Spend Less Time Problem Solving And More Time Color Correcting
In this Insight, I’d like to kick off another series – this time I want to focus on conforming.
Those of you know me well, will know that I normally love speaking about the fun creative parts of grading & don’t often dive deep into the more mundane technical parts of what we do.
That is partly due to the fact that when I was at Smoke and Mirrors I was pampered by a wonderful assistant colorist who took care of many of the technical things that had to be done on projects including the often huge task of conforming.
Since I joined my new company Coffee & TV, I have been much more heavily involved in conforming my own projects and I’ve continually been shocked at how much work is involved and how naive I was in the past about how much time one must spend on this part of a project.
Conforming at best is a one-click operation, and at worst can be a whole day(s) of work just to get to the point where you’re ready to start grading.
My aim for this series is to create a collection or a database of all the issues I come across and in turn, share how I overcame these problems with you to help you save time when things go wrong.
I know some of you (our wonderful members!) shoot, edit and grade or and other words, do everything on your own, so the idea of having to rebuild someone else’s timeline on your own system may be totally new to you.
So, I thought with this Insight I’d provide an introduction with some examples of common issues you may run into.
In future Insights, we’ll dig deeper and into more specifics on several of the subjects presented in this article – that’s how we’ll build the ‘database’ of issues that you can refer to in the future, but for now let’s get started with the essentials.
What Is Conforming?
Conforming is the process of rebuilding an edit timeline created on a system other than your chosen color grading software.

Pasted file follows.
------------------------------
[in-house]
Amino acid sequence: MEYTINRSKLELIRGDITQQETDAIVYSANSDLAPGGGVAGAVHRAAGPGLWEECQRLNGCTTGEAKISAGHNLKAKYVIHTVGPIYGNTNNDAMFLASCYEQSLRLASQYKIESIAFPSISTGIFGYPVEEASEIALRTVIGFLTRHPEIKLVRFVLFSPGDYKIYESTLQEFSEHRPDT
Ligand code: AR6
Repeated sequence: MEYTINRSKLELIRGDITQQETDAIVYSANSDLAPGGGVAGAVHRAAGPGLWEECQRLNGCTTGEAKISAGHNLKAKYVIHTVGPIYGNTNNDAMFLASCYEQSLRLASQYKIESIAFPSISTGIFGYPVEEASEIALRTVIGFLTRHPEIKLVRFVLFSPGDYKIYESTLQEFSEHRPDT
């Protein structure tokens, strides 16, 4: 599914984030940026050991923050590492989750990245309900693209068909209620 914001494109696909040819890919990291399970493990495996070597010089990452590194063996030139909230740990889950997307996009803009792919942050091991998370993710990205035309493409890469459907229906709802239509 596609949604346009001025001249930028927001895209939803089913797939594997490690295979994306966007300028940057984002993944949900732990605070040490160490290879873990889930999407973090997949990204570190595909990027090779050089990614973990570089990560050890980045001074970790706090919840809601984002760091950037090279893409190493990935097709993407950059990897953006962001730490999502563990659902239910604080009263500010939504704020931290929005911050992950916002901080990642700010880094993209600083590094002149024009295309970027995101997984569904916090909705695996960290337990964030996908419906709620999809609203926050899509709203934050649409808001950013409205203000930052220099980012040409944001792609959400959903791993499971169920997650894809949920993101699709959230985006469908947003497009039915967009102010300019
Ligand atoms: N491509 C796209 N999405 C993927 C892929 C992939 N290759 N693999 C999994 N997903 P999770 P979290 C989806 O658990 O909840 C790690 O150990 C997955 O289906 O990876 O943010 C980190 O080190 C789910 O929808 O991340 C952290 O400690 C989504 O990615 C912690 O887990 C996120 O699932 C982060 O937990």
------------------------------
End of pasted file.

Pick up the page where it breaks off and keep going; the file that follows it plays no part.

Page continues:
People like to edit in their favorite NLE which includes tools like Avid Media Composer, Adobe Premiere Pro or Final Cut Pro X (yes, I’m ignoring editing in color apps like Resolve)
Each NLE has it’s own way of processing things like sizing, re-timing, transitions and other timeline specific processes.
To transfer a timeline from an edit system to a color system, an instruction file is needed. Usually, this instruction file is an AAF (Advanced Authoring Format) or XML (Extensible Markup Language).
These instruction files include not only the source media in/out points of media and the timeline in / out points, but other properties and metadata data including sizing, effects, transitions etc.
Even though these AAF or XML instruction files often work well—they often fail
Why? Every piece of software has its own way of translating things like speed changes etc.
If the editor has spent days, if not weeks, making sure the project is perfectly timed with the best framing possible, we need to ensure our conform is identical to that timeline—frame for frame.
This means the #1 thing to ask your editor for (besides the actual AAF or XML files) is a reference movie with burnt in timecode and filenames.
After importing the AAF or XML ‘instruction file’ for how to recreate the editor’s timeline, you can use this visual reference to double check that edits and other properties are in place and appear how they should—frame for frame.
Below is a screen shot of a good reference movie I got from an editor on a project I worked on.
Keep in mind its always good practice to tell an editor exactly what info you’d like as burn-in.
This information can be helpful to figure out any bad time warps or missing clips but in a general sense, the information on the reference file can be used to cross-reference information in your color application to make sure shots line up correctly and your timeline matches the editorial timeline.
Bad in / out points are just the start of problems we’re looking for…